There has never been a shortage of drama on the hip-hop scene the world over, with the beefing phenomenon always taking centre stage.
In the USA, these rap wars tend to get violent, with some of the artistes even getting shot in the process.
It seems like an explosive situation has also been brewing on the local hip-hop circuit, as most of the country’s top rappers seek to establish themselves at the helm of the genre.
In an industry that is characterised by big egos, rap artistes are always employing various tactics in order to boost their popularity levels.
With visibility being the key element in hip-hop, the artiste who commands more respect and has more street credit than the others is deemed to be on top of the game and this has led to a number of diss tracks being released as rappers seek to solidify their lyrical prowess.
Back in 2014, there was heated competition between MMT which comprised of Mariachi, MC Cut and Tate Da MC and Few Kings comprising of Tehn Diamond, Jnr Brown and Take Fizzo.
This sort of competition brought life to the rap scene and earned both camps massive attention.
However, when it fizzled out due to splits and other factors, the genre also lost momentum.
Last year’s beefing arena was dominated by Stunner and Mudiwa who were attacking each other both in song and on social media.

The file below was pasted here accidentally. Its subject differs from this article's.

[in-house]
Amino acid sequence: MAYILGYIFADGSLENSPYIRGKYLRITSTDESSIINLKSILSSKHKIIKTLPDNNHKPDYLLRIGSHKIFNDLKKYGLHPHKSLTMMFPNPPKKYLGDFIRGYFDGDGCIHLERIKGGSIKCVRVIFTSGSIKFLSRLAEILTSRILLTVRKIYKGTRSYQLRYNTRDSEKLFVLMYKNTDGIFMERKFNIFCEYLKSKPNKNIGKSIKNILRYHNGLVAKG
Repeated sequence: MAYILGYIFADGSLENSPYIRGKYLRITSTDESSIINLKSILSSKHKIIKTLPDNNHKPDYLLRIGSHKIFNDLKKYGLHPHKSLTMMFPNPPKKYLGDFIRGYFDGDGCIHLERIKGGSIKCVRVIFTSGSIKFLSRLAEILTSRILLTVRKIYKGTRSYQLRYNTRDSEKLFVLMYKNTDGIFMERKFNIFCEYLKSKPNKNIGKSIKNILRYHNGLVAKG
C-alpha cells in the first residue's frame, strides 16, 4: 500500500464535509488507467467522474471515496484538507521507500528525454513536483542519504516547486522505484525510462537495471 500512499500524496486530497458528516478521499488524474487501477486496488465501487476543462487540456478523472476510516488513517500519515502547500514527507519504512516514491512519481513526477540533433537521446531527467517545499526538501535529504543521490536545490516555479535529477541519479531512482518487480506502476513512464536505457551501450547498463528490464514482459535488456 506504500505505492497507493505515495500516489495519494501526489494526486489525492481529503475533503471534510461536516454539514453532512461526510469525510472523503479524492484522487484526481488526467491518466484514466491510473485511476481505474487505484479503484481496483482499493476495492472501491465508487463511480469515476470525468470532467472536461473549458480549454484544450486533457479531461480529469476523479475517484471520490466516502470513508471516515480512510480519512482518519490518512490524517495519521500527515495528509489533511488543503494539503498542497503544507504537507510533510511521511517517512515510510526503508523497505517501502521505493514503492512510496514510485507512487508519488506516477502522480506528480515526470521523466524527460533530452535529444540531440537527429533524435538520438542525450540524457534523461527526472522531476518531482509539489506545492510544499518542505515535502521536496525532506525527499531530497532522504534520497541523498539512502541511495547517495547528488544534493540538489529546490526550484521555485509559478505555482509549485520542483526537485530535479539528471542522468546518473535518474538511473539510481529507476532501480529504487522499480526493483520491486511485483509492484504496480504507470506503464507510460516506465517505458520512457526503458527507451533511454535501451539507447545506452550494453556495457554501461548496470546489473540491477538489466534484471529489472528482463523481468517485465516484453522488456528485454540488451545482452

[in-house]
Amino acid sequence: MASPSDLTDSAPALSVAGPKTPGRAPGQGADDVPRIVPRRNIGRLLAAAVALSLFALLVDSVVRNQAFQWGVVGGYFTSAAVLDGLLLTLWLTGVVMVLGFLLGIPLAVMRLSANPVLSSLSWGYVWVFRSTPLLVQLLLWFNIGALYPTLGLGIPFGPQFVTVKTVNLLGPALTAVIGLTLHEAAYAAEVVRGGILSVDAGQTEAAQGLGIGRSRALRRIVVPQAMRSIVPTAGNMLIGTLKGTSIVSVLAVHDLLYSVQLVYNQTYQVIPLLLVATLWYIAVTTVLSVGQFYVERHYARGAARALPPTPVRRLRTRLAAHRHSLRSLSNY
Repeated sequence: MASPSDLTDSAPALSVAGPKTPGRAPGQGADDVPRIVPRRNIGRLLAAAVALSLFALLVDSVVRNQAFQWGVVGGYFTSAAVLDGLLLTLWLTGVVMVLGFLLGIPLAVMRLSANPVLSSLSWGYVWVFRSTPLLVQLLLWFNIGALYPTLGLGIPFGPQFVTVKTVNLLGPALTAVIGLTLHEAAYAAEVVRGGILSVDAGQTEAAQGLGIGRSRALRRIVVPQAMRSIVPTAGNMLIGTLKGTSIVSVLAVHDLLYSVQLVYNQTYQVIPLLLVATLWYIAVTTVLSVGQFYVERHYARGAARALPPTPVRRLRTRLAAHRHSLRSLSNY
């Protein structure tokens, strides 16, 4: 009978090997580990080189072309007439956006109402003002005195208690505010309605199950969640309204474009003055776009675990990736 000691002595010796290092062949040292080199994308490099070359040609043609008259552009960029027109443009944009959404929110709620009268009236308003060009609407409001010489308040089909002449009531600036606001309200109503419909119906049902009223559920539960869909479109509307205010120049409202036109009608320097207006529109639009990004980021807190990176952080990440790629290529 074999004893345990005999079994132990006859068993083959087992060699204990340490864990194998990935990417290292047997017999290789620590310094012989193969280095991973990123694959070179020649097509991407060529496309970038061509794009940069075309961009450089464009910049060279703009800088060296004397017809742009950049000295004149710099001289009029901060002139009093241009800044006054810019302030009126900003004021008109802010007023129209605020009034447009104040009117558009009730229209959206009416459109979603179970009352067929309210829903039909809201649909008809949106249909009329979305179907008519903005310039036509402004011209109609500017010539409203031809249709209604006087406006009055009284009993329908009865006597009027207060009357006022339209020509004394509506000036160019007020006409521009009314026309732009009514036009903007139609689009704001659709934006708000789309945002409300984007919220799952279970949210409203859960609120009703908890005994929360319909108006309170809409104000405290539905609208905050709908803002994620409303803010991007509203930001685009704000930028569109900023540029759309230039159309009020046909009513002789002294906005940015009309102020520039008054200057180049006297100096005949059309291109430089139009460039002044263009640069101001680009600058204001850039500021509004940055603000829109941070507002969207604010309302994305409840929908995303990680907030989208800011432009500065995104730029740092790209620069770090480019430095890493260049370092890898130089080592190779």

These two rappers have always been at each other’s throats on social media, especially in the fashion and style department. After Mudiwa was crowned the best dressed male at the Zim Hip-Hop Awards last year, Stunner took to social media, throwing shade at his nemesis by stating that organisers had given an award to someone who was dressed like a clown.
Stunner, who is well known for bragging and showing off has gone on to declare that he is the biggest artiste on the local rap scene.
Mudiwa later backed out and called for a cease fire. But it seems like last year’s hip-hop awards actually cultivated several beefs.
While Cal Vin was being handed his award for Best Male Artiste, one of the nominees, Briss Mbada charged at him on stage claiming that he was the rightful winner. Although Briss Mbada was thrown out of the event by security, he went on to put word on the street that he was still a better rapper with better street credit than Cal Vin.
Briss Mbada released a track that was directed at the Bulawayo rapper who went on to reply in a freestyle and this led to a mini battle that was dubbed Bulawayo versus Harare.
Ti Gonzi joined in and dropped a line that dissed Bulawayo rappers in a freestyle. Although this incident did not yield any significant lyrical exchanges, it was clear that emotions could draw nasty tribal battle lines.
Lately, however, with the battle for supremacy heating up, there have been allegations of physical confrontations and threats that could lead to an ugly situation if tempers do not cool down.
The most recent tussle for the throne is between Cal Vin, real name Calvin Nhliziyo and James Mpakula aka Jnr Brown.
For those who follow the local hip-hop culture closely, it cannot be disputed that these two talented rappers are among the best on the land.